...and so on.

    Its pretty creepy, actually. Anyway, you can't just do this using IP information. To get reliable, live, pinpoint user location data you need to do one of:
    • Convince the user to report/register/pick their location
    • Convince the user to permit you to track their phone
    • Get a contract with Google that buys you their best guess at user location
    • Be like Google and engage in a conspiracy to invade the privacy of millions that dwarfs the resources of most intelligence agencies (and then sell it to intelligence agencies, just like Google does)
    I see, very interesting ideas.
    Of course i cannot be part of Google's conspiracy or pay them just to retrive the city of my visitors :-)

    You said though:
    [*]Convince the user to permit you to track their phone

    So there is really no way to somehow retrive not the ISP's Geo location but the visitro's instead?

    Sinst there spome python code we can use?
    What is now proved was once only imagined!
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    Originally Posted by Nik
    So there is really no way to somehow retrive not the ISP's Geo location but the visitro's instead?
    That's an ISP issue, made marginally better by ISPs that do in-depth IPv6 stuff (which is really rare). Most customers at most ISPs (probably about 95% of the consumer market) have rotating IPv4 addresses assigned dynamically from a pool. With always-on broadband being pretty normal today the reconnect rate is really low compared to 20 years ago, but this still makes everyone's IP address dynamic within a period of about a month or so (depending on ISP and how often they shut their router/modem off).

    Many ISPs use a nation-sized pool because most countries just aren't all that large (that is, exceptions to this are the USA, Russia and China), or at best use a region-sized pool ("region" being loosely defined as "closest major city we have a backbone in"). Most backbones are owned by governments, not private industry (and this difference is why IP address resolution is way more detailed in the US vs anywhere else), and so backbone regions are quite large, usually.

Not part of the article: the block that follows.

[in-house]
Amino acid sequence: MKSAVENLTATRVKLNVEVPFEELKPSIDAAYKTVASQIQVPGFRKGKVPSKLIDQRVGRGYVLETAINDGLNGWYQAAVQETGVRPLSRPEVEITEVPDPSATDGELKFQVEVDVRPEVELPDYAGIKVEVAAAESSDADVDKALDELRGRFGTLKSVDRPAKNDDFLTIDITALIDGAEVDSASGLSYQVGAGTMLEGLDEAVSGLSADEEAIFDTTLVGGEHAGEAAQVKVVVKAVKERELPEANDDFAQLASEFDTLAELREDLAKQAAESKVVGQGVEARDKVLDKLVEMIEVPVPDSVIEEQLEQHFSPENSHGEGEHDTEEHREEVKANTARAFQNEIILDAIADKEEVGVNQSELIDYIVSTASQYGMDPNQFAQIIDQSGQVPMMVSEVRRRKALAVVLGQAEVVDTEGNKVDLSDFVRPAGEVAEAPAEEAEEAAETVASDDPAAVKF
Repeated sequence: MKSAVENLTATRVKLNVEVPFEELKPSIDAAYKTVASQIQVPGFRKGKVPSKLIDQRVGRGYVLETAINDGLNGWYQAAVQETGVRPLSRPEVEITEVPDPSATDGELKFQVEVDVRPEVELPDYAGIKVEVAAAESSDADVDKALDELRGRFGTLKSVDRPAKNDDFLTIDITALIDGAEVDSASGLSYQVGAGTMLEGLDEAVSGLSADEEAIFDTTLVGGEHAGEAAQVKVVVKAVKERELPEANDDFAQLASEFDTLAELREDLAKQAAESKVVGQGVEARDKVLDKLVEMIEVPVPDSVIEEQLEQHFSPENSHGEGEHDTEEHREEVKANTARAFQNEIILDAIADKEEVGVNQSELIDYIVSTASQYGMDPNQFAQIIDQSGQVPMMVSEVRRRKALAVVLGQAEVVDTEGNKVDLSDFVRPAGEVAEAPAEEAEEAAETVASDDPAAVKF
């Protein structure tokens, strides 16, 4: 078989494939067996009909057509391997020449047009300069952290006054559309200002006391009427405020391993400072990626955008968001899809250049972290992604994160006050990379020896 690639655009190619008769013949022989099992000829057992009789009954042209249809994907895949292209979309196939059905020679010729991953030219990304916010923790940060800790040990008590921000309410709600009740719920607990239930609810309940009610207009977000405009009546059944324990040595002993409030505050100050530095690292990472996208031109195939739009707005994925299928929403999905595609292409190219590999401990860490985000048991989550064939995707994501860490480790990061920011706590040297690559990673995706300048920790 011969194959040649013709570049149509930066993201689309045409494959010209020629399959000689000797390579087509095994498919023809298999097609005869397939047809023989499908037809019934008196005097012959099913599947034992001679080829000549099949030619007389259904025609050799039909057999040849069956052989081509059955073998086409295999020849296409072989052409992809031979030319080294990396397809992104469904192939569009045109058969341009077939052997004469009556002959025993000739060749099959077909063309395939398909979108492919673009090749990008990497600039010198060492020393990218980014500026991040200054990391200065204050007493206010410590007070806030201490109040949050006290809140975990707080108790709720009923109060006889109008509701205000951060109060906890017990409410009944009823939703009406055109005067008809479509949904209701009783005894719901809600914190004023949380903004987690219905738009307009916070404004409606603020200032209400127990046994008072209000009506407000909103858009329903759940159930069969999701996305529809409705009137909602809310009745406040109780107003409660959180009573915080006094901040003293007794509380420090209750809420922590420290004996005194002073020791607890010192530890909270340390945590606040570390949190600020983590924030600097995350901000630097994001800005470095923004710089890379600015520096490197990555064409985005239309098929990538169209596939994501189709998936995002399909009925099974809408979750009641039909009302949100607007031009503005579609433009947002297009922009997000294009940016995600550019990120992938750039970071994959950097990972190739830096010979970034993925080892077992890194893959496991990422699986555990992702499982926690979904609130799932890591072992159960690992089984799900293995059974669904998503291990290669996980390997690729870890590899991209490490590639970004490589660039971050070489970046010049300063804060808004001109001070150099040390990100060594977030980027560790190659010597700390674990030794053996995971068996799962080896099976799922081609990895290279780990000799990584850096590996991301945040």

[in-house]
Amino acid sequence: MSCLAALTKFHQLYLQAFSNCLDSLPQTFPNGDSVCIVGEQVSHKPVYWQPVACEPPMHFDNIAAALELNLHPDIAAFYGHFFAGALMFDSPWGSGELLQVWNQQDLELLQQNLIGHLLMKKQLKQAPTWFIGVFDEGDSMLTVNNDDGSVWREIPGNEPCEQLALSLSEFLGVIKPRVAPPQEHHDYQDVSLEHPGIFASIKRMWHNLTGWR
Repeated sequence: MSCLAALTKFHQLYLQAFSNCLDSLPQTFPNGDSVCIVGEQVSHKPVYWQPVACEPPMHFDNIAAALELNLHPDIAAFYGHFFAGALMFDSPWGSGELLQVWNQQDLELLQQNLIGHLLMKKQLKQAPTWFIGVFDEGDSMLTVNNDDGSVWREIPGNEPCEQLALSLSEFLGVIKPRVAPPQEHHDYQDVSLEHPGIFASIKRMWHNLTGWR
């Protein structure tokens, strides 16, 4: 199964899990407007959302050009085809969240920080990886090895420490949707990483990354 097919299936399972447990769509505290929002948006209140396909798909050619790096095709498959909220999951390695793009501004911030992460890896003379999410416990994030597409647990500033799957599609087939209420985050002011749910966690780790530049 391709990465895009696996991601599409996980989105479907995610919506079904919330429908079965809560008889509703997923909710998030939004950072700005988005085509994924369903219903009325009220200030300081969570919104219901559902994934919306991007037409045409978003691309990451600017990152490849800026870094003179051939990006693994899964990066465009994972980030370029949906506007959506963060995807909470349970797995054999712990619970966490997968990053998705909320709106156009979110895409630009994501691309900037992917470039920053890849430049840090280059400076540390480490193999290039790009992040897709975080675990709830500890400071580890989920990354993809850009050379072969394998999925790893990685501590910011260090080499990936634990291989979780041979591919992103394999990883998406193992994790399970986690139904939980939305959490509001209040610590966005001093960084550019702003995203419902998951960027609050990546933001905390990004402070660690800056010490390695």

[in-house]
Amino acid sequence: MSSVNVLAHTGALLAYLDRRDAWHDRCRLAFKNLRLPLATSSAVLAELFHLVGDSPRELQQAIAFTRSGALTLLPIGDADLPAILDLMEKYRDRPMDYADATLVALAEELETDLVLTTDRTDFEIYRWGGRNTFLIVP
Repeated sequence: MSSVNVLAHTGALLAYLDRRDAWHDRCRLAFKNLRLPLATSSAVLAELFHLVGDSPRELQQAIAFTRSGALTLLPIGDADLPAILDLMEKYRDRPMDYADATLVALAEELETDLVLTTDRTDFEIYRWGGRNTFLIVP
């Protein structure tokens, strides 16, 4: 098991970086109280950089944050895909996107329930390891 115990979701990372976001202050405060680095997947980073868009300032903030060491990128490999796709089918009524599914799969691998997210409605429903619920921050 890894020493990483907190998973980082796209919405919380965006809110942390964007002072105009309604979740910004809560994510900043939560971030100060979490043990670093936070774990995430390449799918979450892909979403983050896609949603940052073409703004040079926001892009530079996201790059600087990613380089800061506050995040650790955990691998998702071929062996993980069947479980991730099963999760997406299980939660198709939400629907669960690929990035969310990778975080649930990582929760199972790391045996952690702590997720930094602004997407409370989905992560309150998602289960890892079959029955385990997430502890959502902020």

So... all that said, the best you can get from an IP address in most cases is the closest large city, or sometimes the country.

    I live in Japan where we all have insanely fast broadband and other tech gadgets galore. But NTT (the government telecom monopoly) owns the lines, so the IP assignment blocks go by NTT region, of which there are only two. That's right, just two assignment regions in a country larger than Germany. So usually my IP geotrace says I'm in Osaka, Tokyo or Naha, depending on which IP I happen to have the day I check. But its almost never any other city. They are all wrong. I live in Okinawa -- a small island that is about as geographically (and ad-market) relevant to Japan as Hawaii is to the US. Naha is actually in Okinawa Prefecture, but its nowhere near the part of the archipelago that I live in. So one day my IP says I'm a few hundred km from where I really am, the next several thousand km away.

    My point is that the degree of wrongness is the only thing that changes.

    The ISP knows. The government knows if they want to (government telecom == epic backdoorness). Amazon and Google obviously know if I have JavaScript turned on, and AU knows regardless because they run my phone. Unless you can ask one of those 5 organizations to verify my location or get me to tell you then you're just never going to have an accurate geoloc on my user account.

    Unless you ask me to tell you, either via GPS on Android or by just putting it in my profile. So the trick there is to make it not hard to tell you (shouldn't require extra clicks/lots of registration screens or installation of anything) and make it worth my time to let you know where I am (better service, i.e. your service will call me the cheapest cab in the area if I click "OK" when I use my phone breathalizer, etc.).